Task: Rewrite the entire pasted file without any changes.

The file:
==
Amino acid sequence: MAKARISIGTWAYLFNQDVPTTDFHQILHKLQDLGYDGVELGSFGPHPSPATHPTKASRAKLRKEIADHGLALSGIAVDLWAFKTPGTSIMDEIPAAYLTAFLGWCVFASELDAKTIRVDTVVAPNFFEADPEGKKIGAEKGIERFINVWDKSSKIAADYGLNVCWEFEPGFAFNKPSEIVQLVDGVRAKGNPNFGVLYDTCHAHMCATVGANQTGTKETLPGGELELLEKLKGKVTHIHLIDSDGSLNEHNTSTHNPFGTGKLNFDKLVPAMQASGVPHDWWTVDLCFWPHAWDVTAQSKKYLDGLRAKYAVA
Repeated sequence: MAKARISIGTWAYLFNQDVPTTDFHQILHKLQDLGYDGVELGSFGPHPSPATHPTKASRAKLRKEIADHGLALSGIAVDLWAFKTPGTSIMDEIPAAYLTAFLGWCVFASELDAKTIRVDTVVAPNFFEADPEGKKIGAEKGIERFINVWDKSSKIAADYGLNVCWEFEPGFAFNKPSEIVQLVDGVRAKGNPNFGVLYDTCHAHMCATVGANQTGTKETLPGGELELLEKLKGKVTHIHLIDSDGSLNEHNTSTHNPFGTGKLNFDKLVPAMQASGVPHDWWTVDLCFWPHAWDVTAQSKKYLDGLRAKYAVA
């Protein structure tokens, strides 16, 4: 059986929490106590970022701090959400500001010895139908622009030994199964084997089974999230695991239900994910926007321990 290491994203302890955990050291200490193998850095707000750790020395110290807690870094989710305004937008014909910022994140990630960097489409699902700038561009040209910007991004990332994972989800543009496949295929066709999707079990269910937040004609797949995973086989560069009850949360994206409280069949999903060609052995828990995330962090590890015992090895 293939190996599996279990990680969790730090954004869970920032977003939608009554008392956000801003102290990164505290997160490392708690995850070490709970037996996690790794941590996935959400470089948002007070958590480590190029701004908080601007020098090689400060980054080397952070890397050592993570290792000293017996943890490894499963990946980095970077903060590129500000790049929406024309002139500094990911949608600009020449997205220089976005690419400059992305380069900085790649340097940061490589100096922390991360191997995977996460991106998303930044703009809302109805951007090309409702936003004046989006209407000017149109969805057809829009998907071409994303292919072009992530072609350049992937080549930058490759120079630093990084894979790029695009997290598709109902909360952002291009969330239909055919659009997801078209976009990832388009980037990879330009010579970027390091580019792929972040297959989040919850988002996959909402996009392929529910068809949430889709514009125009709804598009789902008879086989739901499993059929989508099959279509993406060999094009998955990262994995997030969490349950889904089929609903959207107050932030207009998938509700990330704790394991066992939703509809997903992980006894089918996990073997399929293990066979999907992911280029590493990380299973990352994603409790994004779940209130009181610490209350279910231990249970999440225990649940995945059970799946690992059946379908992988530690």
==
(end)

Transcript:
Amino acid sequence: MAKARISIGTWAYLFNQDVPTTDFHQILHKLQDLGYDGVELGSFGPHPSPATHPTKASRAKLRKEIADHGLALSGIAVDLWAFKTPGTSIMDEIPAAYLTAFLGWCVFASELDAKTIRVDTVVAPNFFEADPEGKKIGAEKGIERFINVWDKSSKIAADYGLNVCWEFEPGFAFNKPSEIVQLVDGVRAKGNPNFGVLYDTCHAHMCATVGANQTGTKETLPGGELELLEKLKGKVTHIHLIDSDGSLNEHNTSTHNPFGTGKLNFDKLVPAMQASGVPHDWWTVDLCFWPHAWDVTAQSKKYLDGLRAKYAVA
Repeated sequence: MAKARISIGTWAYLFNQDVPTTDFHQILHKLQDLGYDGVELGSFGPHPSPATHPTKASRAKLRKEIADHGLALSGIAVDLWAFKTPGTSIMDEIPAAYLTAFLGWCVFASELDAKTIRVDTVVAPNFFEADPEGKKIGAEKGIERFINVWDKSSKIAADYGLNVCWEFEPGFAFNKPSEIVQLVDGVRAKGNPNFGVLYDTCHAHMCATVGANQTGTKETLPGGELELLEKLKGKVTHIHLIDSDGSLNEHNTSTHNPFGTGKLNFDKLVPAMQASGVPHDWWTVDLCFWPHAWDVTAQSKKYLDGLRAKYAVA
């Protein structure tokens, strides 16, 4: 059986929490106590970022701090959400500001010895139908622009030994199964084997089974999230695991239900994910926007321990 290491994203302890955990050291200490193998850095707000750790020395110290807690870094989710305004937008014909910022994140990630960097489409699902700038561009040209910007991004990332994972989800543009496949295929066709999707079990269910937040004609797949995973086989560069009850949360994206409280069949999903060609052995828990995330962090590890015992090895 293939190996599996279990990680969790730090954004869970920032977003939608009554008392956000801003102290990164505290997160490392708690995850070490709970037996996690790794941590996935959400470089948002007070958590480590190029701004908080601007020098090689400060980054080397952070890397050592993570290792000293017996943890490894499963990946980095970077903060590129500000790049929406024309002139500094990911949608600009020449997205220089976005690419400059992305380069900085790649340097940061490589100096922390991360191997995977996460991106998303930044703009809302109805951007090309409702936003004046989006209407000017149109969805057809829009998907071409994303292919072009992530072609350049992937080549930058490759120079630093990084894979790029695009997290598709109902909360952002291009969330239909055919659009997801078209976009990832388009980037990879330009010579970027390091580019792929972040297959989040919850988002996959909402996009392929529910068809949430889709514009125009709804598009789902008879086989739901499993059929989508099959279509993406060999094009998955990262994995997030969490349950889904089929609903959207107050932030207009998938509700990330704790394991066992939703509809997903992980006894089918996990073997399929293990066979999907992911280029590493990380299973990352994603409790994004779940209130009181610490209350279910231990249970999440225990649940995945059970799946690992059946379908992988530690």